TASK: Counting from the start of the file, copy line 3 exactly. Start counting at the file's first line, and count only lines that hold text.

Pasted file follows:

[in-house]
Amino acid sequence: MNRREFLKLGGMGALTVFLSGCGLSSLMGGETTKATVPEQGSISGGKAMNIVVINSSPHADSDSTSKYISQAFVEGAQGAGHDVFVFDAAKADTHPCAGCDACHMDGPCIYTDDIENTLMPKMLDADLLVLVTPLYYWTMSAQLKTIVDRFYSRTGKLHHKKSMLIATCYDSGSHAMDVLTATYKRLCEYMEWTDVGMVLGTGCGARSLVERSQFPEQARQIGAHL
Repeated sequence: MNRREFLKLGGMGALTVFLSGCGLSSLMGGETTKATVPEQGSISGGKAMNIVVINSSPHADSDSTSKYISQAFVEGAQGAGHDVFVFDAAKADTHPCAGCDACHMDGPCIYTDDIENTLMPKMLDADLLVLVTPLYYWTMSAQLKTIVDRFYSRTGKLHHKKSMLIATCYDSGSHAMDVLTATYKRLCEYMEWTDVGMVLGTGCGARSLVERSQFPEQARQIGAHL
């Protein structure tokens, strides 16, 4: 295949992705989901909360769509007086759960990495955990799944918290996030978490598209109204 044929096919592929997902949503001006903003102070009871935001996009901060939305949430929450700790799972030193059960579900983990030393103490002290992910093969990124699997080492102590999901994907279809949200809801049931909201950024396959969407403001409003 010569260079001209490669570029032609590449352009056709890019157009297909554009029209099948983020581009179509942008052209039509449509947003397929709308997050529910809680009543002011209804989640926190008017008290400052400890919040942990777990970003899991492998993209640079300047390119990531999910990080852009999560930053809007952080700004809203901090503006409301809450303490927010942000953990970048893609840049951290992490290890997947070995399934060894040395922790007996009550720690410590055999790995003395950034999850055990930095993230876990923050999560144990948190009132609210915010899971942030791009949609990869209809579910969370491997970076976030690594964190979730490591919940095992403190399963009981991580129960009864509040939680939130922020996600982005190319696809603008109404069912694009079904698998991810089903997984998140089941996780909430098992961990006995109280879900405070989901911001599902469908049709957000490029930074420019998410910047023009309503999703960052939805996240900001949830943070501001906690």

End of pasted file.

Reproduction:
Repeated sequence: MNRREFLKLGGMGALTVFLSGCGLSSLMGGETTKATVPEQGSISGGKAMNIVVINSSPHADSDSTSKYISQAFVEGAQGAGHDVFVFDAAKADTHPCAGCDACHMDGPCIYTDDIENTLMPKMLDADLLVLVTPLYYWTMSAQLKTIVDRFYSRTGKLHHKKSMLIATCYDSGSHAMDVLTATYKRLCEYMEWTDVGMVLGTGCGARSLVERSQFPEQARQIGAHL